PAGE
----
Imagine sitting in a darkened room, watching a group of musicians strike their marimbas. And although light illuminates the stationary performers, it seems as though their music is traveling up the sides of the walls and onto to the ceiling, only to crash down upon you. Your reflex is to duck.

Human cognition and hearing are sensitive to the location of sound. This is the essence of the spatial audio research behind Eric Lyon’s “Marimbas Everywhere,” a composition he created for the Virginia Tech Percussion Ensemble with funding from his new Guggenheim Fellowship Award in Music Composition. 

To fulfill the yearlong fellowship, Lyon will produce three additional multichannel compositions created for the innovative acoustics and technology of the Cube. The 150 loudspeakers lining the walls and ceiling of the Cube — a state-of-the-art performance space in Virginia Tech’s Moss Arts Center — provide an intimate and immersive sound experience. 

“I’ve been interested in multichannel music since 2004,” said Lyon, an associate professor of creative technologies in music at the Virginia Tech School of Performing Arts. “Multichannel music is electronic music that is projected over loudspeakers that surround the audience.”

Unlike stereo sound, which uses two speaker sources and favors a single perspective — the center or “sweet spot” — multichannel compositions change depending on the performance space, the number and placement of loudspeakers, and the position of each individual audience member.

“Spatial orchestration is based on the idea that a work of music doesn’t have to have a static approach,” Lyon said. “The piece does not exist as a fixed recording, but as flexible code that can be rewritten for each performance space and speaker array.”

Few performance spaces rival the Cube. Its uniqueness inspired Lyon to apply to the John Simon Guggenheim Memorial Foundation to fund work tailored to the facility’s sound capacities.

“My proposal was to write multichannel music for the Cube, involving both innovative approaches to spatialization and interactions between performing musicians and electronic sound,” he said. “Multichannel audio has a promising future, and its technology is becoming valuable to a wide range of artists.”

The members of the grant committee agreed. The Guggenheim Foundation funds only 175 of its more than 3,000 applicants each year, and, in 2018, just a dozen were in music composition. 

Lyon credits several of his Virginia Tech colleagues with helping him garner this award. Much of his applicant portfolio featured faculty members performing his compositions, including Jason Crafton, an assistant professor of trumpet, who performed with Fifth Bridge, an electroacoustic trumpet quintet, and Kyle Hutchins, an instructor of saxophone. 

“The award is a powerful endorsement of a vision that might seem quixotic because certain sound effects can still be produced only in the Cube and a few similar facilities throughout the world,” Lyon said. “The vision is that such facilities — and an appreciation of multichannel music — will be much more widely distributed in the future.”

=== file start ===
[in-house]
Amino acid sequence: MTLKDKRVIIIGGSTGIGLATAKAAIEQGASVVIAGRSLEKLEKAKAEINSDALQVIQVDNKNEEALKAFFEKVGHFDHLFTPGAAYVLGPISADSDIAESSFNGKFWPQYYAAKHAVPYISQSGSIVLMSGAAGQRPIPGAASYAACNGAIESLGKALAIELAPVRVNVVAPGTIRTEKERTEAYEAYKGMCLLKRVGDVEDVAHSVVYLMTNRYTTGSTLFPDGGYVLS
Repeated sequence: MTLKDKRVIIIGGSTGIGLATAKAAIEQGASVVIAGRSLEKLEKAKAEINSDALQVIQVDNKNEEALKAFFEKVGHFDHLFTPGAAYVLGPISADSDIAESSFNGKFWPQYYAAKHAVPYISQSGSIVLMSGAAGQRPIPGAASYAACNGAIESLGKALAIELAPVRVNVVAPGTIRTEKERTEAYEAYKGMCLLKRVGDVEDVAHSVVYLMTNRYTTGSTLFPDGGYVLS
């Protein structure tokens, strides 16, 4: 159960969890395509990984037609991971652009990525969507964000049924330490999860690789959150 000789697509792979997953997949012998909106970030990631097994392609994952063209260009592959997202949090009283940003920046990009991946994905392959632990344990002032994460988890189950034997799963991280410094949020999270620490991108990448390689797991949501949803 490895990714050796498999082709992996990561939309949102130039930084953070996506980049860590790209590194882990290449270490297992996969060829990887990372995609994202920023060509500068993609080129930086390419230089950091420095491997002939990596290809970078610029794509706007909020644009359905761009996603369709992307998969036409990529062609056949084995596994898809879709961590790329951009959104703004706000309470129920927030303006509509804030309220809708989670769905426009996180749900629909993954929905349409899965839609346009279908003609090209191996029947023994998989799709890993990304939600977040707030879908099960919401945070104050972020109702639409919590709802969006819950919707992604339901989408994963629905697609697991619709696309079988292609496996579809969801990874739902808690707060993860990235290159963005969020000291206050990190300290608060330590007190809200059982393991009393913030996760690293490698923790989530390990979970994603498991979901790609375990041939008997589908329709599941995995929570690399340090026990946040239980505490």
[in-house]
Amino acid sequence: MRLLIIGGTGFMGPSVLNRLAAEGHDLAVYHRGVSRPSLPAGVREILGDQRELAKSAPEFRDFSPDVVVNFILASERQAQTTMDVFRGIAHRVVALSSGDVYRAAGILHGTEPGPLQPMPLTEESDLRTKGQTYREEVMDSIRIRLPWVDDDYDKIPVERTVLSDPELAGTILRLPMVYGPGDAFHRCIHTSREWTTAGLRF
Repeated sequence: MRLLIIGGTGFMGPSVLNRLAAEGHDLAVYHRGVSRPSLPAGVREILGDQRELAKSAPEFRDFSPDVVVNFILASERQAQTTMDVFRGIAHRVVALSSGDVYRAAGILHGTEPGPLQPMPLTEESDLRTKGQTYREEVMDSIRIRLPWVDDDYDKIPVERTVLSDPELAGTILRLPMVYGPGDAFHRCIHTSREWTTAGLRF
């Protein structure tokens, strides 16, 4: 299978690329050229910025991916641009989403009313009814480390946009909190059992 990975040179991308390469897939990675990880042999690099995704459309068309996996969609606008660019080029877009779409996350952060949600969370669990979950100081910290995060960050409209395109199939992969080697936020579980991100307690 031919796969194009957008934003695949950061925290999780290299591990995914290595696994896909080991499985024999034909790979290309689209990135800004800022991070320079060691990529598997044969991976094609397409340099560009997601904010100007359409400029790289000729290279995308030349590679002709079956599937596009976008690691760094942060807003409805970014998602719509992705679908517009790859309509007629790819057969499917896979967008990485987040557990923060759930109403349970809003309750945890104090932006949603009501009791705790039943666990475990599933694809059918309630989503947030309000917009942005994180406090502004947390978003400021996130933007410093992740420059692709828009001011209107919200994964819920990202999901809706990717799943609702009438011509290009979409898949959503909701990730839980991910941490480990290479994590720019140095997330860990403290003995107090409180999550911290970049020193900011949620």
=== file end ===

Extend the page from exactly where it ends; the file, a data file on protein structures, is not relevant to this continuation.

When Lyon first learned about Virginia Tech and the Cube, it was the forward-thinking attitudes of the university and its embrace of the arts that enticed him. Benjamin Knapp, director of the Institute for Creativity, Arts, and Technology, recruited the composer, who was living in Northern Ireland at the time. Once at the university, Lyon felt as though he had found his dream job, a position that straddles both the School of Performing Arts and the Institute for Creativity, Arts, and Technology.

Lyon’s considerable experience in both traditional and electronic-based music stems from a doctorate from the University of California at San Diego, a master’s from Eastman School of Music, and a bachelor’s from Princeton University. Before starting at Virginia Tech in 2013, he had most recently taught at Queen’s University Belfast in Northern Ireland, Manchester University in England, Dartmouth College, and Keio University and the Institute of Advanced Media Arts and Sciences in Japan. 

He has written a monograph on audio coding and many journal articles and book chapters; presented at conferences; composed and published recordings; and directed musical festivals, symposiums, and workshops. He was also the architect for Virginia Tech’s Cube Fest and maintains his artistic directorship of the annual summer event.

“We consider Eric to be a fantastic ambassador for the Cube,” said Knapp. “Every year, Eric recruits researchers and composers from across the U.S. and Europe to come to Blacksburg and spend a week composing original, site-specific works using the Cube’s technologies. As a respected composer and researcher with extensive connections in the electroacoustic music community, Eric has helped make the Cube a destination for the world’s top spatial audio artists.”

Lyon is also an advocate for advancing Virginia Tech to the forefront of spatial audio technology. He plans to continue collaborating with his peers as he pushes his research further with three more compositions through his Guggenheim award.

“Nearly every faculty member in our department is deeply involved in new music, as a composer, a conductor, or a performer premiering new works,” said Tracy Cowden, chair of the Department of Music. “We are very proud of this recognition of Eric’s artistry and contributions to the field and look forward to his creative output as a Guggenheim Fellow.”

Written by Leslie King

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